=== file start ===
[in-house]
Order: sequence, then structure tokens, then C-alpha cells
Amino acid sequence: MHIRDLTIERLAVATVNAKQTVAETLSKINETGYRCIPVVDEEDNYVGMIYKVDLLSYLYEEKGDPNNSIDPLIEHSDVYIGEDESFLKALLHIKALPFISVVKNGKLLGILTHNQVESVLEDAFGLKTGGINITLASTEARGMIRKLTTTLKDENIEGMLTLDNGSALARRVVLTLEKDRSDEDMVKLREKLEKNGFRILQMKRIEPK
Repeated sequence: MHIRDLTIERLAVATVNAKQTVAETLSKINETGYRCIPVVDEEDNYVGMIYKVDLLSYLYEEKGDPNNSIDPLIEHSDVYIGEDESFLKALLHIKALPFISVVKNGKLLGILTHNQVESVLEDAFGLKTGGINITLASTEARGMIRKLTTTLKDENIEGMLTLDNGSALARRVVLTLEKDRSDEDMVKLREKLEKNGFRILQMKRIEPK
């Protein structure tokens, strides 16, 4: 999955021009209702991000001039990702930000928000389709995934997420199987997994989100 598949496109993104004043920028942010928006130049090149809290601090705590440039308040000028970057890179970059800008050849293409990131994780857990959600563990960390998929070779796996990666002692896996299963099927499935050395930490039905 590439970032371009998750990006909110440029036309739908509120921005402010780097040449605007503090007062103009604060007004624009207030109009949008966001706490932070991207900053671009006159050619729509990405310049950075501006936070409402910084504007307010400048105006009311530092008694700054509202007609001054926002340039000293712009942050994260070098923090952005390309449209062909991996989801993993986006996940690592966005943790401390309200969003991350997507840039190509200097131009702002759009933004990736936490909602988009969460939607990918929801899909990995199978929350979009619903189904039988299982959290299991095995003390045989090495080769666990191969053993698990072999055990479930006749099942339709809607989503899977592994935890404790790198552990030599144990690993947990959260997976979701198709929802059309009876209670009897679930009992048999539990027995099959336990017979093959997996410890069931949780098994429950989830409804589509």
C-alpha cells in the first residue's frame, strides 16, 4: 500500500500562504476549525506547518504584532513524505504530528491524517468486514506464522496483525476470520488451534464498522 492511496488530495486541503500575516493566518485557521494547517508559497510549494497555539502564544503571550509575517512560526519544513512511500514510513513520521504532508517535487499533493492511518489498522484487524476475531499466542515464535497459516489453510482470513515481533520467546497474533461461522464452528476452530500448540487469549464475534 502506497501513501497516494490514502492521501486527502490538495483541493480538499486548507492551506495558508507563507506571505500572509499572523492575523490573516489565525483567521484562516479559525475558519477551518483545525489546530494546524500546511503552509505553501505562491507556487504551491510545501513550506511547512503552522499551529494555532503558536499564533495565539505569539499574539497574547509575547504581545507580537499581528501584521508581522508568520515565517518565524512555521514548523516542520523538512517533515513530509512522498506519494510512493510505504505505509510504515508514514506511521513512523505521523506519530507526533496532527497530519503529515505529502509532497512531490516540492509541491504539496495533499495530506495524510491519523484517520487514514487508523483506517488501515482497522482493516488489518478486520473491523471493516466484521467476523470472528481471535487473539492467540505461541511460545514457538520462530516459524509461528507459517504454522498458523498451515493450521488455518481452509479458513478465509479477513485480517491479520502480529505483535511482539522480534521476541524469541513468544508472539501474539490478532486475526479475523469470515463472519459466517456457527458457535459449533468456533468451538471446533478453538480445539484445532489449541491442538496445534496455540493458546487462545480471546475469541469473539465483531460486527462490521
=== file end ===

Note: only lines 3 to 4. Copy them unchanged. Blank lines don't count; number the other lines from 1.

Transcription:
Amino acid sequence: MHIRDLTIERLAVATVNAKQTVAETLSKINETGYRCIPVVDEEDNYVGMIYKVDLLSYLYEEKGDPNNSIDPLIEHSDVYIGEDESFLKALLHIKALPFISVVKNGKLLGILTHNQVESVLEDAFGLKTGGINITLASTEARGMIRKLTTTLKDENIEGMLTLDNGSALARRVVLTLEKDRSDEDMVKLREKLEKNGFRILQMKRIEPK
Repeated sequence: MHIRDLTIERLAVATVNAKQTVAETLSKINETGYRCIPVVDEEDNYVGMIYKVDLLSYLYEEKGDPNNSIDPLIEHSDVYIGEDESFLKALLHIKALPFISVVKNGKLLGILTHNQVESVLEDAFGLKTGGINITLASTEARGMIRKLTTTLKDENIEGMLTLDNGSALARRVVLTLEKDRSDEDMVKLREKLEKNGFRILQMKRIEPK